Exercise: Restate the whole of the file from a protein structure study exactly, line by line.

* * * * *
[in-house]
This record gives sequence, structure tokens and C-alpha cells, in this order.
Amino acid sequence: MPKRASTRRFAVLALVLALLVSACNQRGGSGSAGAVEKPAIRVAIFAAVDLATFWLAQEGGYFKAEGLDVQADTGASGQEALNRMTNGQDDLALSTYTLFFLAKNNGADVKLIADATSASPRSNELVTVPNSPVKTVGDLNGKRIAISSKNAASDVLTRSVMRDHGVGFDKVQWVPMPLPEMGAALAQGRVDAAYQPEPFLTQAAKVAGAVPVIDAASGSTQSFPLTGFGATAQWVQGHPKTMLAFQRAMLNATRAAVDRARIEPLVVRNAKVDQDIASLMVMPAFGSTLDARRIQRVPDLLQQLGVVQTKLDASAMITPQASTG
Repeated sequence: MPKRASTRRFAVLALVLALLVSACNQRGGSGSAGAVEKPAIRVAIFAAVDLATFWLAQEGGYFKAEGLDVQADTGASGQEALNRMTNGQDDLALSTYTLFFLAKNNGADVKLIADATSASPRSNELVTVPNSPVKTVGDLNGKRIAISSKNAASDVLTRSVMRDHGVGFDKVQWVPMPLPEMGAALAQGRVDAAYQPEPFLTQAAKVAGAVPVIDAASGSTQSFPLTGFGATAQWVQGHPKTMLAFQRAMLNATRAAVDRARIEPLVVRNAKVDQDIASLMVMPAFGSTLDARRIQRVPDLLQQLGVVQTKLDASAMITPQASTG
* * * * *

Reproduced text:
[in-house]
This record gives sequence, structure tokens and C-alpha cells, in this order.
Amino acid sequence: MPKRASTRRFAVLALVLALLVSACNQRGGSGSAGAVEKPAIRVAIFAAVDLATFWLAQEGGYFKAEGLDVQADTGASGQEALNRMTNGQDDLALSTYTLFFLAKNNGADVKLIADATSASPRSNELVTVPNSPVKTVGDLNGKRIAISSKNAASDVLTRSVMRDHGVGFDKVQWVPMPLPEMGAALAQGRVDAAYQPEPFLTQAAKVAGAVPVIDAASGSTQSFPLTGFGATAQWVQGHPKTMLAFQRAMLNATRAAVDRARIEPLVVRNAKVDQDIASLMVMPAFGSTLDARRIQRVPDLLQQLGVVQTKLDASAMITPQASTG
Repeated sequence: MPKRASTRRFAVLALVLALLVSACNQRGGSGSAGAVEKPAIRVAIFAAVDLATFWLAQEGGYFKAEGLDVQADTGASGQEALNRMTNGQDDLALSTYTLFFLAKNNGADVKLIADATSASPRSNELVTVPNSPVKTVGDLNGKRIAISSKNAASDVLTRSVMRDHGVGFDKVQWVPMPLPEMGAALAQGRVDAAYQPEPFLTQAAKVAGAVPVIDAASGSTQSFPLTGFGATAQWVQGHPKTMLAFQRAMLNATRAAVDRARIEPLVVRNAKVDQDIASLMVMPAFGSTLDARRIQRVPDLLQQLGVVQTKLDASAMITPQASTG